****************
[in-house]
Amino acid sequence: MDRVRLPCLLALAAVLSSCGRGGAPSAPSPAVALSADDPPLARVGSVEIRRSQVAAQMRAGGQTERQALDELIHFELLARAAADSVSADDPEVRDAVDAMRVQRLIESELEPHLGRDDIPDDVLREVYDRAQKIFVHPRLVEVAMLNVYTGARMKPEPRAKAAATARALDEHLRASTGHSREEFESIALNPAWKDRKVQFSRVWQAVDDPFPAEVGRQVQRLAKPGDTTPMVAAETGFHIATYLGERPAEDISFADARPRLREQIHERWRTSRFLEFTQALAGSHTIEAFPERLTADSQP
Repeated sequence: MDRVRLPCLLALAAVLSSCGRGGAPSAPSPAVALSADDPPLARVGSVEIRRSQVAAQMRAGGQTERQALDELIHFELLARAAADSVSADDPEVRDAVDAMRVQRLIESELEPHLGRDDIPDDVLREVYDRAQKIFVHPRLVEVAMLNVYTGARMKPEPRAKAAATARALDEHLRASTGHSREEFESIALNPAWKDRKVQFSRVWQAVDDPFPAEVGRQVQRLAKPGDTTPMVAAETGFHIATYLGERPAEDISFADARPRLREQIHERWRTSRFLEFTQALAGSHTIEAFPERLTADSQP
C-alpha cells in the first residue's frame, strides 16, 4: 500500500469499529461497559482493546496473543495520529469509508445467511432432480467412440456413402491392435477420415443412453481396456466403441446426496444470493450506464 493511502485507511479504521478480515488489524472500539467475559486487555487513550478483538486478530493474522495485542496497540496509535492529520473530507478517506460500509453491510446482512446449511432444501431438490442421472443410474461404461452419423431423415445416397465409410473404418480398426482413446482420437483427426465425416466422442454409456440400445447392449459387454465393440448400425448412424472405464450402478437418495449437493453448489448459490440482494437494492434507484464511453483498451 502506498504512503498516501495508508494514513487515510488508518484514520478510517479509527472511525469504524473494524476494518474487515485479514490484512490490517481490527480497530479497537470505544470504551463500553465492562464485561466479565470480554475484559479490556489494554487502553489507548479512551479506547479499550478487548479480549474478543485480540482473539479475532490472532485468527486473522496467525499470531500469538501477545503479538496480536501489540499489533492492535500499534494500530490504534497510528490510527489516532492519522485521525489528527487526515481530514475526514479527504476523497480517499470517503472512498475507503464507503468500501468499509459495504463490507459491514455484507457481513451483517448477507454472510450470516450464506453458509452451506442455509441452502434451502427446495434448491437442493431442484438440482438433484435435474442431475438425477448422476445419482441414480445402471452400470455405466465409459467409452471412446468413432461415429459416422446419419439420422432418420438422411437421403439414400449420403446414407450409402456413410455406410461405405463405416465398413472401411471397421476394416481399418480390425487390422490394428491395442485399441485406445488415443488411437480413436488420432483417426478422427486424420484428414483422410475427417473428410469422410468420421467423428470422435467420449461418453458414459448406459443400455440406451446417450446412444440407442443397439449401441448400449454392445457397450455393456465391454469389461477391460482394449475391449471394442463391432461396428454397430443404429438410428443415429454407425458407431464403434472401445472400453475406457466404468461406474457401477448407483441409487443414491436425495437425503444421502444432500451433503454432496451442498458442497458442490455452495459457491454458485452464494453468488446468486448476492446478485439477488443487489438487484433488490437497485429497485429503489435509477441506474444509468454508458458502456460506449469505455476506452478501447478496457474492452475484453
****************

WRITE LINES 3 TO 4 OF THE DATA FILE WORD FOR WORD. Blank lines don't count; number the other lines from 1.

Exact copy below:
Repeated sequence: MDRVRLPCLLALAAVLSSCGRGGAPSAPSPAVALSADDPPLARVGSVEIRRSQVAAQMRAGGQTERQALDELIHFELLARAAADSVSADDPEVRDAVDAMRVQRLIESELEPHLGRDDIPDDVLREVYDRAQKIFVHPRLVEVAMLNVYTGARMKPEPRAKAAATARALDEHLRASTGHSREEFESIALNPAWKDRKVQFSRVWQAVDDPFPAEVGRQVQRLAKPGDTTPMVAAETGFHIATYLGERPAEDISFADARPRLREQIHERWRTSRFLEFTQALAGSHTIEAFPERLTADSQP
C-alpha cells in the first residue's frame, strides 16, 4: 500500500469499529461497559482493546496473543495520529469509508445467511432432480467412440456413402491392435477420415443412453481396456466403441446426496444470493450506464 493511502485507511479504521478480515488489524472500539467475559486487555487513550478483538486478530493474522495485542496497540496509535492529520473530507478517506460500509453491510446482512446449511432444501431438490442421472443410474461404461452419423431423415445416397465409410473404418480398426482413446482420437483427426465425416466422442454409456440400445447392449459387454465393440448400425448412424472405464450402478437418495449437493453448489448459490440482494437494492434507484464511453483498451 502506498504512503498516501495508508494514513487515510488508518484514520478510517479509527472511525469504524473494524476494518474487515485479514490484512490490517481490527480497530479497537470505544470504551463500553465492562464485561466479565470480554475484559479490556489494554487502553489507548479512551479506547479499550478487548479480549474478543485480540482473539479475532490472532485468527486473522496467525499470531500469538501477545503479538496480536501489540499489533492492535500499534494500530490504534497510528490510527489516532492519522485521525489528527487526515481530514475526514479527504476523497480517499470517503472512498475507503464507503468500501468499509459495504463490507459491514455484507457481513451483517448477507454472510450470516450464506453458509452451506442455509441452502434451502427446495434448491437442493431442484438440482438433484435435474442431475438425477448422476445419482441414480445402471452400470455405466465409459467409452471412446468413432461415429459416422446419419439420422432418420438422411437421403439414400449420403446414407450409402456413410455406410461405405463405416465398413472401411471397421476394416481399418480390425487390422490394428491395442485399441485406445488415443488411437480413436488420432483417426478422427486424420484428414483422410475427417473428410469422410468420421467423428470422435467420449461418453458414459448406459443400455440406451446417450446412444440407442443397439449401441448400449454392445457397450455393456465391454469389461477391460482394449475391449471394442463391432461396428454397430443404429438410428443415429454407425458407431464403434472401445472400453475406457466404468461406474457401477448407483441409487443414491436425495437425503444421502444432500451433503454432496451442498458442497458442490455452495459457491454458485452464494453468488446468486448476492446478485439477488443487489438487484433488490437497485429497485429503489435509477441506474444509468454508458458502456460506449469505455476506452478501447478496457474492452475484453